First Real-World Test for Malaria Vaccine

Three African countries Ghana, Kenya, and Malawi have been chosen to test the world's first malaria vaccine. However, Pedro Alonso, the director of the WHO's Global Malaria Program, explains that there is a long way to go in tackling the disease: "It still takes the lives of over 400,000 people every year - mostly African children".

The post Ghana, Kenya, Malawi to pilot world's first malaria vaccine in 2018 - WHO appeared first on BusinessDay: News you can trust.

The vaccine will be assessed in the pilot programme as a complementary malaria control tool that could potentially be added to the core package of WHO-recommended measures for malaria prevention. The vaccine will be used alongside other preventative measures such as bed nets, insecticides, repellents and anti-malarial drugs, the World Health Organization said.

Back in 2015-despite an EMA green light for the shot based on phase 3 data involving more than 15,000 children in African countries-the WHO chose to evaluate the vaccine's real-world performance before recommending it for a full rollout.

Mosquirix was created for a four-dose inoculation and will be administered to children as young as 17 months but no older than 5.

Symptoms of malaria include fever, muscle pain and headache as well as vomiting and diarrhoea.

Experts are bound to start pilot programs for malaria vaccine in a few countries next year. But, the benefits seemingly fall off significantly without the fourth dose.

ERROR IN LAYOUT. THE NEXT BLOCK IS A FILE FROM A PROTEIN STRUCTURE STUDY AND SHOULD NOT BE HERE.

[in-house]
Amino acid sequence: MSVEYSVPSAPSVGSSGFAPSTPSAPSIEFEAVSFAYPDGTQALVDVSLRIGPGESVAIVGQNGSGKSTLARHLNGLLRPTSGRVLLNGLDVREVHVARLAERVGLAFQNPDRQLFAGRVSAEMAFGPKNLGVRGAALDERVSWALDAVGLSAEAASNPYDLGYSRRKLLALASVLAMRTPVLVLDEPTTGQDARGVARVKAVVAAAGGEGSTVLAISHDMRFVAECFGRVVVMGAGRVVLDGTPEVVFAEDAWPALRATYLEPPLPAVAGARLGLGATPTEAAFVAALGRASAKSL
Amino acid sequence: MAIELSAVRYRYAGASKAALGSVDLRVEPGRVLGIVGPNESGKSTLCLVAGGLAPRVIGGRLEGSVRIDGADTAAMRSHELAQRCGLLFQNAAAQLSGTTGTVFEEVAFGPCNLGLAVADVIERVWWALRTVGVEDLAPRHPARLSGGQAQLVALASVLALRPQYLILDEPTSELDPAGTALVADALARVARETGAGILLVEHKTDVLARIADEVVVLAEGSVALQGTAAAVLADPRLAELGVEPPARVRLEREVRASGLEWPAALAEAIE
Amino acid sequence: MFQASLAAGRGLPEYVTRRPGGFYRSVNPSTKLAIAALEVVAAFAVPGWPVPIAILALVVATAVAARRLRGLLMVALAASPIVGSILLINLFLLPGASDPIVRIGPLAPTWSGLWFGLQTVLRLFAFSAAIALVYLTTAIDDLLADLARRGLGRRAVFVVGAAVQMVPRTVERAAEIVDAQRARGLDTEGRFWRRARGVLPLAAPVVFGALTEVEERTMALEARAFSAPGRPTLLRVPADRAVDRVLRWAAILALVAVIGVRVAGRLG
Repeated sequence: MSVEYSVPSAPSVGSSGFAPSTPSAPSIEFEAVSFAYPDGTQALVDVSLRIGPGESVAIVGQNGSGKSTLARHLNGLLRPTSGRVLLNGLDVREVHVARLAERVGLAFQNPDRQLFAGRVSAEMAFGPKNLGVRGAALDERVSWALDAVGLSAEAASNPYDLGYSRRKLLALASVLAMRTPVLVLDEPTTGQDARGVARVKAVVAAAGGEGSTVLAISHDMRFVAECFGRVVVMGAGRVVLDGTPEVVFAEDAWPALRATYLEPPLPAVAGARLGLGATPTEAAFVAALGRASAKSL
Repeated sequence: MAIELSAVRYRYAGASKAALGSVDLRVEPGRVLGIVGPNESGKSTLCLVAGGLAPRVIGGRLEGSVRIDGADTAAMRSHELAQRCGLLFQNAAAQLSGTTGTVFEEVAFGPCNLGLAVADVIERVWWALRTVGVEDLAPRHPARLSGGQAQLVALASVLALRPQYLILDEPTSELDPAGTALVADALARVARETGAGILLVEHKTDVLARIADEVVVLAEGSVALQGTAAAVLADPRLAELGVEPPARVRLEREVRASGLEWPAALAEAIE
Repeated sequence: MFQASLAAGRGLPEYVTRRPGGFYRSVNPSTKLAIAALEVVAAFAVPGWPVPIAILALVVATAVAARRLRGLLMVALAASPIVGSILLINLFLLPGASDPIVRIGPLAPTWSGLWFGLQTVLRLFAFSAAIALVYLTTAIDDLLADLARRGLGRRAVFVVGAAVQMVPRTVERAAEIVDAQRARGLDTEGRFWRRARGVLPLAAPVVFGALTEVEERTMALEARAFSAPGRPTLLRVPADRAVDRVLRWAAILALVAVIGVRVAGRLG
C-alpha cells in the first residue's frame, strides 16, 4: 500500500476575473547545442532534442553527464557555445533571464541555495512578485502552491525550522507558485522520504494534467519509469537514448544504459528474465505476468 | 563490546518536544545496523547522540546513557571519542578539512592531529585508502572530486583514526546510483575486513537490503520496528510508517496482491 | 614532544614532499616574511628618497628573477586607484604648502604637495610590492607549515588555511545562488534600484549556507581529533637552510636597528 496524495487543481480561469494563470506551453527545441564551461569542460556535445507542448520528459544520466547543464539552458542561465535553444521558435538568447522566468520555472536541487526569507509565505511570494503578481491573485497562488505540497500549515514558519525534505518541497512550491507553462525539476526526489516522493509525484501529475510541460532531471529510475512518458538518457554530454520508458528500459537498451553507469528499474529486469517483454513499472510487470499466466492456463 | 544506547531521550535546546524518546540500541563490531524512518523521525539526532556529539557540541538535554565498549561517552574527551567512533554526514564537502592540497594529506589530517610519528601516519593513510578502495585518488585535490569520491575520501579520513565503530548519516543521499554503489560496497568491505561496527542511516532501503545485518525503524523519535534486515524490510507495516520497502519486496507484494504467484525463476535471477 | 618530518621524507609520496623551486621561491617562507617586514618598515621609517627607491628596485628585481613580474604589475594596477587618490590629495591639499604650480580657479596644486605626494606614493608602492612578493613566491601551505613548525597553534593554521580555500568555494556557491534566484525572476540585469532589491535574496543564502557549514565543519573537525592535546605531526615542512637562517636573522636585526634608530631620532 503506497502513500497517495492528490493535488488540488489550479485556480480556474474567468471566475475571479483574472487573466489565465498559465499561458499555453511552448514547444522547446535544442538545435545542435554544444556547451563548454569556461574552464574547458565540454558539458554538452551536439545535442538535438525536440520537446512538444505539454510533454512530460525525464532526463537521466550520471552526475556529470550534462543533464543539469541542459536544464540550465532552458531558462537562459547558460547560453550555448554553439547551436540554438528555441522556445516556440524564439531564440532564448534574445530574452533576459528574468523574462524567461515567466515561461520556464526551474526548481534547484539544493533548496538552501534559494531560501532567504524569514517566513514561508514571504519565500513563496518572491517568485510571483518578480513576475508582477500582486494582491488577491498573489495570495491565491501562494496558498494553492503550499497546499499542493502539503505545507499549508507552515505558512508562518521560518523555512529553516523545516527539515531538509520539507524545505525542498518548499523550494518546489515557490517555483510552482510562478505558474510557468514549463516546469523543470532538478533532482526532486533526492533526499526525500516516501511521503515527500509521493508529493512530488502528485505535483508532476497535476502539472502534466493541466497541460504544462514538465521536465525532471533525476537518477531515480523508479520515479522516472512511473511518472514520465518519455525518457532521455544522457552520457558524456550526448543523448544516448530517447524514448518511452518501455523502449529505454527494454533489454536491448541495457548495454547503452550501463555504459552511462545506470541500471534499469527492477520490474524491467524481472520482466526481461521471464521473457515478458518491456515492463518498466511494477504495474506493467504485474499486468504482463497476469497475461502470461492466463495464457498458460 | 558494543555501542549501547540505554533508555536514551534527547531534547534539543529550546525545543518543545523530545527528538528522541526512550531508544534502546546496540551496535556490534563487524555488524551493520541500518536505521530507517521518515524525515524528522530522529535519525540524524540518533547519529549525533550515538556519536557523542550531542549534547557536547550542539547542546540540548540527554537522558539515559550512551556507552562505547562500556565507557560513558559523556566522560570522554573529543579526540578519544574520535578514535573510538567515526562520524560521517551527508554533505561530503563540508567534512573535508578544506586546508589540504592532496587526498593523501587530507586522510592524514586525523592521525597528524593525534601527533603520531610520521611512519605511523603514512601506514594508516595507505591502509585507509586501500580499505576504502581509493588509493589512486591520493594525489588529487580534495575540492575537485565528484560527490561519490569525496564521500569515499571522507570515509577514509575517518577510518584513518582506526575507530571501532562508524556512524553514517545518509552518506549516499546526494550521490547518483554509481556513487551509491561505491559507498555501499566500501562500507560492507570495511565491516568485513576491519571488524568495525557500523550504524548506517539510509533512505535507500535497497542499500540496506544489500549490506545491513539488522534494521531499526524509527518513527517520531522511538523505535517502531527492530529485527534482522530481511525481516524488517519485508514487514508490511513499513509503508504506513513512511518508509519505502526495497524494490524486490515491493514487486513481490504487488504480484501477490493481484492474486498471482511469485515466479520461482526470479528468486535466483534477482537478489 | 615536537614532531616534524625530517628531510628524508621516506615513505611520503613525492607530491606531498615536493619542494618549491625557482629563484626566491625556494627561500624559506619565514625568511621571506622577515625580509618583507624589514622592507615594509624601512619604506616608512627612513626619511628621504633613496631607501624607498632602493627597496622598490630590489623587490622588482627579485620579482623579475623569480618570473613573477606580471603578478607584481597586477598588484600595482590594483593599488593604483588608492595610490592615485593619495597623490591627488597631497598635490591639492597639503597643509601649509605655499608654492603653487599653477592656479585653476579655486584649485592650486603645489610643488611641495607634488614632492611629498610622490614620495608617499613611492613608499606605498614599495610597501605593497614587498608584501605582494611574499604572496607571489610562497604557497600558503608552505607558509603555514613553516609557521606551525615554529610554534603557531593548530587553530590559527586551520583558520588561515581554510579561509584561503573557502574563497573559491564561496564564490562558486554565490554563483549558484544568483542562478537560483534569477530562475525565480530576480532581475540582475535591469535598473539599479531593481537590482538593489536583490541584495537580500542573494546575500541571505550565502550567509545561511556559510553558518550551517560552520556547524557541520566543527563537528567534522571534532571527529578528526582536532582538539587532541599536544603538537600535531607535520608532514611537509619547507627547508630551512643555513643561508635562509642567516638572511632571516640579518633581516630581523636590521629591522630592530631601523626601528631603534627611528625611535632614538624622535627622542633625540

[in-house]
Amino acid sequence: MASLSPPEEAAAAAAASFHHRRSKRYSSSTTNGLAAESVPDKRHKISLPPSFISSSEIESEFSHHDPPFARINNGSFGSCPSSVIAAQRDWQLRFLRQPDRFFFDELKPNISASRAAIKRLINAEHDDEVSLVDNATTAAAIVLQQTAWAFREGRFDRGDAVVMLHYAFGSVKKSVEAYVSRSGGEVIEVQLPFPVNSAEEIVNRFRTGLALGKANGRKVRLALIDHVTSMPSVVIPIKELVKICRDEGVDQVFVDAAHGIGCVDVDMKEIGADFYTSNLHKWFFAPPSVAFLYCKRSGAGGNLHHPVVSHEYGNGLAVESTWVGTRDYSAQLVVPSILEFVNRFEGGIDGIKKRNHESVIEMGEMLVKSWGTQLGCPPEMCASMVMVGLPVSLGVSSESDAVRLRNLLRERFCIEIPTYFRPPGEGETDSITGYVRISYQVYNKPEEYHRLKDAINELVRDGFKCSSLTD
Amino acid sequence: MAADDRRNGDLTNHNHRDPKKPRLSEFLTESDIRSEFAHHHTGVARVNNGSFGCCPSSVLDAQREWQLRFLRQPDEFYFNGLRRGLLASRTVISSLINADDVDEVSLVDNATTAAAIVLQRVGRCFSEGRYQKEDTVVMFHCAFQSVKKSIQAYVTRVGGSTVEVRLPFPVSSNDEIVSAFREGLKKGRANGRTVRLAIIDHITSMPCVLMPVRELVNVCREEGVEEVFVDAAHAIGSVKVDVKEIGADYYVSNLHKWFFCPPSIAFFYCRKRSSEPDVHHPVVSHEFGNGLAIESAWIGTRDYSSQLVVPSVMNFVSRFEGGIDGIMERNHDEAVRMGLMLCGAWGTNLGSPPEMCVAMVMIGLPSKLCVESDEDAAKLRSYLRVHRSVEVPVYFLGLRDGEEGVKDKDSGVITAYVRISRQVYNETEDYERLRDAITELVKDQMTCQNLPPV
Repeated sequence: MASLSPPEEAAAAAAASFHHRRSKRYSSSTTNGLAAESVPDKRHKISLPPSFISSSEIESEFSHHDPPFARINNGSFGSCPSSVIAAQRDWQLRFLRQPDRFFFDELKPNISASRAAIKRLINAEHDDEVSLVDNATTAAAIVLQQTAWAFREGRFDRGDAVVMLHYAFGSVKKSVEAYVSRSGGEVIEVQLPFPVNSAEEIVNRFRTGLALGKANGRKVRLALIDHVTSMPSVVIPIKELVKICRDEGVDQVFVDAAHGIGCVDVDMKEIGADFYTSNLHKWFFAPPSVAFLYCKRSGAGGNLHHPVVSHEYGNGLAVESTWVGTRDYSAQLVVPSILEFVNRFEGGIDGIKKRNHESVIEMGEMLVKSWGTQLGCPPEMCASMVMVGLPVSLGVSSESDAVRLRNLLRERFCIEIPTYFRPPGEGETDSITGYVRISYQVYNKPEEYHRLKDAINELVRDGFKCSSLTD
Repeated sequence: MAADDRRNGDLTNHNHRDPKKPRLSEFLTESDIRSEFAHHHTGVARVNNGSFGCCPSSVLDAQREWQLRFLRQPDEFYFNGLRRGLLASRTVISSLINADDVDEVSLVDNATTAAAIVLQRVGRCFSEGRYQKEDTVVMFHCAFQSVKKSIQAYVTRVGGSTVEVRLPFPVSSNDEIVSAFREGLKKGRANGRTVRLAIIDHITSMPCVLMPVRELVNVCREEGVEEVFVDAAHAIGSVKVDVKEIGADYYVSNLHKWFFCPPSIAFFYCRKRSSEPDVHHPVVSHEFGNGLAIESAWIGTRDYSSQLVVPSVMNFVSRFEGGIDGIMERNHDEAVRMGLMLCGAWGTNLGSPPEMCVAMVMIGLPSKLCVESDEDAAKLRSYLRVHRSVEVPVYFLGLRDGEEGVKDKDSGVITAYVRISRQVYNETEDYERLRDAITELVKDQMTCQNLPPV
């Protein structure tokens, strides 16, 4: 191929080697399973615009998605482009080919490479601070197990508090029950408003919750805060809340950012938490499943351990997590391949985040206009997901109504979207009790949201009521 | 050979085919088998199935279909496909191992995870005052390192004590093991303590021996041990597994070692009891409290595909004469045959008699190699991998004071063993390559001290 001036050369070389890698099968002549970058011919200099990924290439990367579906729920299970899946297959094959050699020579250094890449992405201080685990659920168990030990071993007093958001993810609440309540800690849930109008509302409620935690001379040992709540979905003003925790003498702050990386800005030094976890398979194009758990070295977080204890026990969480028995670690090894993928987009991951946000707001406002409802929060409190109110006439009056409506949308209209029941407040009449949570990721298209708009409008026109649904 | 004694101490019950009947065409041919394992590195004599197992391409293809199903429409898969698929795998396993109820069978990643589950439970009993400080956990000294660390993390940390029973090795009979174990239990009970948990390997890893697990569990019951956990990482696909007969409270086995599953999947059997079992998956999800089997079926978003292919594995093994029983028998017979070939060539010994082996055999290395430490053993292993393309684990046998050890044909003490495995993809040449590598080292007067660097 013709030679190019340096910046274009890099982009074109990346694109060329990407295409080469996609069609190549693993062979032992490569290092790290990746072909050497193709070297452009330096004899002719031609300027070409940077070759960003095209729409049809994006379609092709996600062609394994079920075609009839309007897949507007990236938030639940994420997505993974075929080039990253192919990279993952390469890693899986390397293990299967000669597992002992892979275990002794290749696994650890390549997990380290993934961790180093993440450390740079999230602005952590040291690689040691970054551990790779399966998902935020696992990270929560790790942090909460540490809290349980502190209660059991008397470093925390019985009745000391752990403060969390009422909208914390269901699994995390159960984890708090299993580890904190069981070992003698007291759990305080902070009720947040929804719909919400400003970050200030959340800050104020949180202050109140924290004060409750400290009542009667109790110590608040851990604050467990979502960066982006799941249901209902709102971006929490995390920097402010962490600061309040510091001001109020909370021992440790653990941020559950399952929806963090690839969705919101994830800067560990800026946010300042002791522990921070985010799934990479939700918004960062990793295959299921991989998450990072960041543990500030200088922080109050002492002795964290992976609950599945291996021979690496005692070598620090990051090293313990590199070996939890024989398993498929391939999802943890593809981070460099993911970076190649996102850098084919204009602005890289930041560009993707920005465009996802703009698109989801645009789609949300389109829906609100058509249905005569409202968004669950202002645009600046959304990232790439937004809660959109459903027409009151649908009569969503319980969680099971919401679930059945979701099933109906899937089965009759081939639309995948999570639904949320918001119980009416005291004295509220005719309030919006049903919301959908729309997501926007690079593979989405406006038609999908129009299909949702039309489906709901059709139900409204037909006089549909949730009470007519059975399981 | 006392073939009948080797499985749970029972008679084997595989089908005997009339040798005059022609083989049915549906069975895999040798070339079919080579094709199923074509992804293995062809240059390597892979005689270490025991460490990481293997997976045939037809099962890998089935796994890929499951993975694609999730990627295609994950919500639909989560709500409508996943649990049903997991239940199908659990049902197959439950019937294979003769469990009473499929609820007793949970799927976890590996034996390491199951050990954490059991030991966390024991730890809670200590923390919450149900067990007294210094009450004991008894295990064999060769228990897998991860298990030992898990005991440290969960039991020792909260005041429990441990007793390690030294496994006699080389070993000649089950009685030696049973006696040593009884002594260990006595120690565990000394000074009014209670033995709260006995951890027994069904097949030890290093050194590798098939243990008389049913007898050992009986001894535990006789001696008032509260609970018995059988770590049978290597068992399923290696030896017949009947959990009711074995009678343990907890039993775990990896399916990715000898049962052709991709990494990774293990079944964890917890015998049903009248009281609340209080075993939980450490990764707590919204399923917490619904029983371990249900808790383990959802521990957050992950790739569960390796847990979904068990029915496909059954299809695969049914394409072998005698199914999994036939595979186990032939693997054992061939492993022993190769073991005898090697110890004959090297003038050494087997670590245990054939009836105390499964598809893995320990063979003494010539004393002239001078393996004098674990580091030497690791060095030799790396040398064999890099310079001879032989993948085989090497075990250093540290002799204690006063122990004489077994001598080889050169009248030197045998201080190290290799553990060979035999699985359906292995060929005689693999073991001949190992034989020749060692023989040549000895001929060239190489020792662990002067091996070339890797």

The large-scale pilot is the latest step in decades of work seeking to eradicate malaria with the numbers dying falling almost two-thirds since the turn of the century. "Combined with existing malaria interventions, such a vaccine would have the potential to save tens of thousands of lives in Africa".

With about 90 percent of the world's cases in 2015, sub-Saharan Africa is hardest hit by the disease.

In clinical trials it proved only partially effective, and it needs to be given in a four-dose schedule, but is the first regulator-approved vaccine against the mosquito-borne disease.

Global efforts between 2000 and 2015, however, have led to a 62 percent reduction in malaria deaths. It aims to trigger the body's own immune system to defend against malaria caused by Plasmodium falciparum - the most deadly species of the malaria parasite, which is the most prevalent in Africa.

The WHO is hoping to wipe out malaria by 2040 despite increasing resistance problems to both drugs and insecticides used to kill mosquitoes.

Sinnis was meeting with other malaria researchers to talk about the latest scientific advances in vaccine development.

The statement also said that World Health Organization and GSK would provide $49.2m for the pilot programme, matching the contribution by partners.

  • Delores Daniels